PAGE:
Negotiating Out “Nice-to-Know” Information As training developers, our job is to make sure our students get exactly the information they need to meet the desired performance and business results. That means including what they need and, just as importantly, leaving out what they don’t need. It’s our responsibility to our students to make sure we aren’t wasting their attention and time with unnecessary information. Truly unnecessary information is easy to cut. Projects often kick off with content conversations with SMEs where they tell you everything the students need to know. So while a SME is waxing philosophic about the history of X, the theory behind Y, or the reason the company decided to do Z, a little voice might go off in your head saying, “I don’t think the students really need to know this.” So what do you do? Wrong answer #1: Include the information because the SME says so. Wrong answer #2: Ask vague questions to change the SMEs minds. Do they need to know this? So what’s the right answer?

5 Rules for Creating eLearning I’ve often thought that our eLearning courses are like one big presentation. We’re trying to share information but we’re also trying to capture attention. We can’t have our course just “stand there” and use a monotone voice to try and teach. We must engage, motivate, capture, and excite. Last week at Learning Solutions I ran across Nancy Duarte and a new book that she has written. I’ve seen her work in the past and have always been impressed. Here are 5 Rules for Creating World Changing Presentations. 1. 2. Use images to convey meaning. 3. Brainstorm graphics that can replace your words. 4. Don’t put too much on the page. 5. Use fewer words and let the course narrator “connect the dots”. Check out for some inspiration. PowerPoint templates for eLearning.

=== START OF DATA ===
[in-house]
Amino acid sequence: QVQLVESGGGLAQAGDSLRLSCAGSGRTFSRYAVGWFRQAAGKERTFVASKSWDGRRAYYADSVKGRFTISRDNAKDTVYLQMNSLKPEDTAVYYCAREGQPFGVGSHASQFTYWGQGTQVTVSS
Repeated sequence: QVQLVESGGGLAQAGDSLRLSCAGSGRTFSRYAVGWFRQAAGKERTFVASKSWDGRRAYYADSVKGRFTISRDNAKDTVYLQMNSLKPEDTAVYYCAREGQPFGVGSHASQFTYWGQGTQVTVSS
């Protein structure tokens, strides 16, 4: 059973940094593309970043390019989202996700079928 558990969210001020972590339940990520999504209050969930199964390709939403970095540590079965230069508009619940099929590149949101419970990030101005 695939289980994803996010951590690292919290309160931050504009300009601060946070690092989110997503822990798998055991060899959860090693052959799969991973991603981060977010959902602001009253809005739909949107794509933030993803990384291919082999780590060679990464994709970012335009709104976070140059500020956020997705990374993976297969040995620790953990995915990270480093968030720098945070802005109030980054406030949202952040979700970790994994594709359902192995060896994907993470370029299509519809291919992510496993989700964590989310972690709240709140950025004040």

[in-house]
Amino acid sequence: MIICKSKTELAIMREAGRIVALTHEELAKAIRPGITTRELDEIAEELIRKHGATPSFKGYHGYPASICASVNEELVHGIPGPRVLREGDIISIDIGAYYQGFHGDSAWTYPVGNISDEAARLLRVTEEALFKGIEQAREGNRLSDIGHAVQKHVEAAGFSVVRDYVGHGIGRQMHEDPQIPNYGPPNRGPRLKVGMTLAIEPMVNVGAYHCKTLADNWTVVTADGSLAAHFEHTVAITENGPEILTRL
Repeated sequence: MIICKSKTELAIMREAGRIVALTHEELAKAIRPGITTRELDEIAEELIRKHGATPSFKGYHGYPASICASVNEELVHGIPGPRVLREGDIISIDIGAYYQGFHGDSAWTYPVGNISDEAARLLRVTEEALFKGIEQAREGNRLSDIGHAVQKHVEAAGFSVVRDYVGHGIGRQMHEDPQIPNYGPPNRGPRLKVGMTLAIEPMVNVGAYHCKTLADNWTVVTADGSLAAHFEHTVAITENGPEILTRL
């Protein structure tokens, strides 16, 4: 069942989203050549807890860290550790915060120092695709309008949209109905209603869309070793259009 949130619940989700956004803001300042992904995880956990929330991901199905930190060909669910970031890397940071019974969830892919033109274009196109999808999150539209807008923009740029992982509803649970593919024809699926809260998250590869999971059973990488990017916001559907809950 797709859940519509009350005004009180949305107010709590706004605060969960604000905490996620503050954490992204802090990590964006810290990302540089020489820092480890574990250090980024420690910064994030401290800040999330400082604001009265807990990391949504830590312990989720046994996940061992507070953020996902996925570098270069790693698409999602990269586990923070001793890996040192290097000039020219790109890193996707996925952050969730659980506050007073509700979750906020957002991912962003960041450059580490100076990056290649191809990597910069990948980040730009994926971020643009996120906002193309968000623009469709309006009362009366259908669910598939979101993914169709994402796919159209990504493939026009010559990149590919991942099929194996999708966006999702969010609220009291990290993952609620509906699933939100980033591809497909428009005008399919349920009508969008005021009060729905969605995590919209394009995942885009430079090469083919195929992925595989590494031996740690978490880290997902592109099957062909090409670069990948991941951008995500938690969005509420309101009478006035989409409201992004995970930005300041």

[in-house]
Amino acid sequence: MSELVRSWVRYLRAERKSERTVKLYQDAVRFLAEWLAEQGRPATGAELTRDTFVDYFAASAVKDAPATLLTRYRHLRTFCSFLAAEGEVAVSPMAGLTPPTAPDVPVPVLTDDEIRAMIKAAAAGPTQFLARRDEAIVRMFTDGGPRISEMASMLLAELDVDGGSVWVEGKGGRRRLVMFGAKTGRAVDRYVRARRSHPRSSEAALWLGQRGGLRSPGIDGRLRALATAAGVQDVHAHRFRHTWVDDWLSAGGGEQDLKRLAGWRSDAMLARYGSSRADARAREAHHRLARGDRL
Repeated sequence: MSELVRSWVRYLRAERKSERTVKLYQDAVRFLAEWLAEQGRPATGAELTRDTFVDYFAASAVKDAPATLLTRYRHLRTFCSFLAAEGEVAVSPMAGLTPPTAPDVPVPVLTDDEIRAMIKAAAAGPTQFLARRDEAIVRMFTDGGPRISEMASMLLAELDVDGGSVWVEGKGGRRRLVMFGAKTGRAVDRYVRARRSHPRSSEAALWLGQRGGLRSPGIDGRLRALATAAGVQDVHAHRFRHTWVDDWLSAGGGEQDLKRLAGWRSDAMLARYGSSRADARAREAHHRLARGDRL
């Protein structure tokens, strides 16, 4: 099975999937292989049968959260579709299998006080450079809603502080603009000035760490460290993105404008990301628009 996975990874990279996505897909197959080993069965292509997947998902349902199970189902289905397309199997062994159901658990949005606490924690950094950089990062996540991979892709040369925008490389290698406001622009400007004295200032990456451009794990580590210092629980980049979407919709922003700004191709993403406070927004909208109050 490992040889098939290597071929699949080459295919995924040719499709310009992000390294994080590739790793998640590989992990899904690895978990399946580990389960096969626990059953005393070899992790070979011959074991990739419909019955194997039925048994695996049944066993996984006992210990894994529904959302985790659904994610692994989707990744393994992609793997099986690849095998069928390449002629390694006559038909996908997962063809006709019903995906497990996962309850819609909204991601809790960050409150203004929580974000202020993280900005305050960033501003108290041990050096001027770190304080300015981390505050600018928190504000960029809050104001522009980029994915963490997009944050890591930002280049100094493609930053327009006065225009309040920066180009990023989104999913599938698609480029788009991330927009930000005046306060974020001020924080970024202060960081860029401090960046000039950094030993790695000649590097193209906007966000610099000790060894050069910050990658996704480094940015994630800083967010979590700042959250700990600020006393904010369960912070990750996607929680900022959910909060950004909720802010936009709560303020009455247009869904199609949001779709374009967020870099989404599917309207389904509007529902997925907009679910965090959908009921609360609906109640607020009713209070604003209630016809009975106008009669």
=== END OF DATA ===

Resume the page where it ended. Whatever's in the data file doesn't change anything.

Five tips for designing effective online learning modules Online learning makes it easy for students to learn what they need to move ahead in their training, courses, or careers. Whether you're designing your original content in Word, PowerPoint, or Excel, when you add it to a Learning Content Management System (LCMS), the way you organize your content can help students learn the material successfully. The learning modules you design will be effective for students if you create a logical structure, reinforce key concepts, and add exercises at just the right points to help students evaluate their own learning. 1: Outline your session Perhaps the most important element in an effective online learning module is the way in which it is organized. 2: Create sections for major steps in the process Design your learning module so that each major task is its own section. 3: Make your introductions clear The introduction of your learning model sets the stage for everything that follows. 4: Reinforce the learning in each section with exercises

Best Practices: Creating Successful Online Modules by Michael Towse The development of e-Learning content benefits from a well-defined and streamlined process. Beginning the process before the actual content development starts will ensure that the learning objectives are achieved, that the e-Learning is usable across numerous platforms, and, most of all, that the content is accepted and completed by the desired audience. E-Learning products should be built on a solid process of events, each one, on completion, triggering the next, with parallel processes where possible and logical. Currently, Omnicare Clinical Research routinely uses a process that proceeds from storyboarding, on through storyboard review, module production, module review and testing, and finishes with a final review. This production cycle provides consistency throughout the design and delivery of the e-Learning, a quality that the audience greatly appreciates when they are completing their online modules. Partnering with Subject Matter Experts (SMEs) Keep it simple. Production of media